Mitsuru Adachi's first work was Kieta Bakuon, in 1970. His current manga is Mix, the prequel to Touch, which is a manga he created in 1981. Despite the characters looking the same and his love of sports (particularly baseball) manga, Adachi is one of the more prolific artists still drawing in the industry today. The type of humor he is fond of (e.g. often involved his character's nuanced facial expressions) isn't easy to do. That's why we won't see a style quite like his for a while.
Riichiro Inagaki/Yusuke Murata
The manga based on a sport that no one in Japan even knew about.
Football, one of the most popular sports in America, was only ever an afterthought in Japan. Eyeshield 21, at least, changed that conversation once it was serialized in Jump. Not only did it manage to explain the game of football, it provided a character that fits the NFL mold yet doesn't: a wimpy, pathetic kid who can run, and that ability manages to change him physically and mentally. Despite its unconventional premise, the characters and drama helped make it run for 7 years, and in that time frame, it raised awareness of what football really was in Japan.
24 year old Onizuka's backstory is what makes this teacher/student manga different than others before it or after it
There's a number of manga that revolve around teaching, but none are quite as eccentric as Fujisawa's GTO. Technically a sequel to Shonan Junai Gumi, we are introduced to a physically imposing, crass former gangster Eikichi Onizuka, who, after growing up hating teachers, chooses to become one. He has to teach the worst class in school, and he uses his past (and strength) to guide his students, though you wonder what kind of lesson you learn when you drive off an unfinished bridge with a middle school girl. GTO speaks heavily on the aspects of growing up -- bullying, societal pressure, friendship -- and there hasn't been a lot of manga like that since it's debut in 1996.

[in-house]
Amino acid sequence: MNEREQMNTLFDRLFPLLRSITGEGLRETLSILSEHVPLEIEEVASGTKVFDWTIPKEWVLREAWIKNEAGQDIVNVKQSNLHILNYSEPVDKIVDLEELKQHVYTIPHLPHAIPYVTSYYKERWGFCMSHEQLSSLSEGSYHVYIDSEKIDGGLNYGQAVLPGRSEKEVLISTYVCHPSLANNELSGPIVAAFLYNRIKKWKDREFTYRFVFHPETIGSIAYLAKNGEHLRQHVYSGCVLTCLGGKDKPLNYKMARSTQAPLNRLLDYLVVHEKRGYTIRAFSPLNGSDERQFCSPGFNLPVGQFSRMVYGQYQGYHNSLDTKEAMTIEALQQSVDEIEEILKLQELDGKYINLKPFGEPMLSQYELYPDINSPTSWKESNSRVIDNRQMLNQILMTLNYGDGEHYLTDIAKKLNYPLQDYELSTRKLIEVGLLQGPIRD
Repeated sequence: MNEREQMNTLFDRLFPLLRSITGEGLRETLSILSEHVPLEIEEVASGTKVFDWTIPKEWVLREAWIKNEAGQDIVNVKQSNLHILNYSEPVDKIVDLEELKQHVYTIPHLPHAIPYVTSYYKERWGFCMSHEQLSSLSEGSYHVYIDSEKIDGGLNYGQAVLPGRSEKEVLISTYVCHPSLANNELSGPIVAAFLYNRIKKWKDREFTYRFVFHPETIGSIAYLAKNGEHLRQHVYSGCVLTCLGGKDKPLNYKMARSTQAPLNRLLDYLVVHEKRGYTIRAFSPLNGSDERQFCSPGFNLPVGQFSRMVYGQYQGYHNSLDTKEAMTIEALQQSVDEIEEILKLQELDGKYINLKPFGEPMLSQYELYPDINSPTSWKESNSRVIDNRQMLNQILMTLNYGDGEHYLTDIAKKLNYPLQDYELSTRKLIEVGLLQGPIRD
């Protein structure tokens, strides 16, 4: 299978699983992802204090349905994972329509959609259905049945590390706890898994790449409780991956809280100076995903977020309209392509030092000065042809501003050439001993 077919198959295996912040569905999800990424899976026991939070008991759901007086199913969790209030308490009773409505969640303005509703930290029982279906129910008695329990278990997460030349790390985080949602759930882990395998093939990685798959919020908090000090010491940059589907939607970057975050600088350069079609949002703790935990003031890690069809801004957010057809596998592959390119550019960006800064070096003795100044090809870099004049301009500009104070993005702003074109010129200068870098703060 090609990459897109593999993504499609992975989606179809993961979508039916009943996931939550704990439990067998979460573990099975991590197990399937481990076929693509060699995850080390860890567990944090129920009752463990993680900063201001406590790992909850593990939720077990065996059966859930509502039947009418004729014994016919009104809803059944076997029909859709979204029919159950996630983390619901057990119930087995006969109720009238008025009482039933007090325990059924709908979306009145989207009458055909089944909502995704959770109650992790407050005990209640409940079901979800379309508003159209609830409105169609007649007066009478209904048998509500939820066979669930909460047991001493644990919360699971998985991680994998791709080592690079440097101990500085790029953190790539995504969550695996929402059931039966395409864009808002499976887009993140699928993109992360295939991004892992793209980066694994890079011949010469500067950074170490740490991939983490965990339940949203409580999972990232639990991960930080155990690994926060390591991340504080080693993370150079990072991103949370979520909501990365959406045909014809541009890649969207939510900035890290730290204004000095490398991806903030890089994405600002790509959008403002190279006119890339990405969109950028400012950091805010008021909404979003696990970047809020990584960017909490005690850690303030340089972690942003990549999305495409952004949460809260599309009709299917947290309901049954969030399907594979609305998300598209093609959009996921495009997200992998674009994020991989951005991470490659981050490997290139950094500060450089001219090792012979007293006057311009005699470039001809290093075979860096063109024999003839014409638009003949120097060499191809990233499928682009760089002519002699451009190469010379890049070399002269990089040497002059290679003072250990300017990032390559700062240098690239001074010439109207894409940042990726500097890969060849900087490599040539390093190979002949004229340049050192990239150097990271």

It all started with rejection, but for Hanamichi Sakuragi, it soon became much more.
In Slam Dunk, a tall, red haired high school kid who's been rejected by a lot of girls finds a girl he likes -- this girl happens to like basketball. Instead of him going after the girl, it soon becomes more about him learning the game and getting invested not just in playing basketball, but playing basketball with his teammates. This basketball manga is loosely based on Takehiko Inoue's life who created one of the best selling titles in Jump history. Most importantly, basketball wasn't big then, but all it takes is one person to create a compelling work that brings awareness to a subject. Now he's working on a decidedly different work.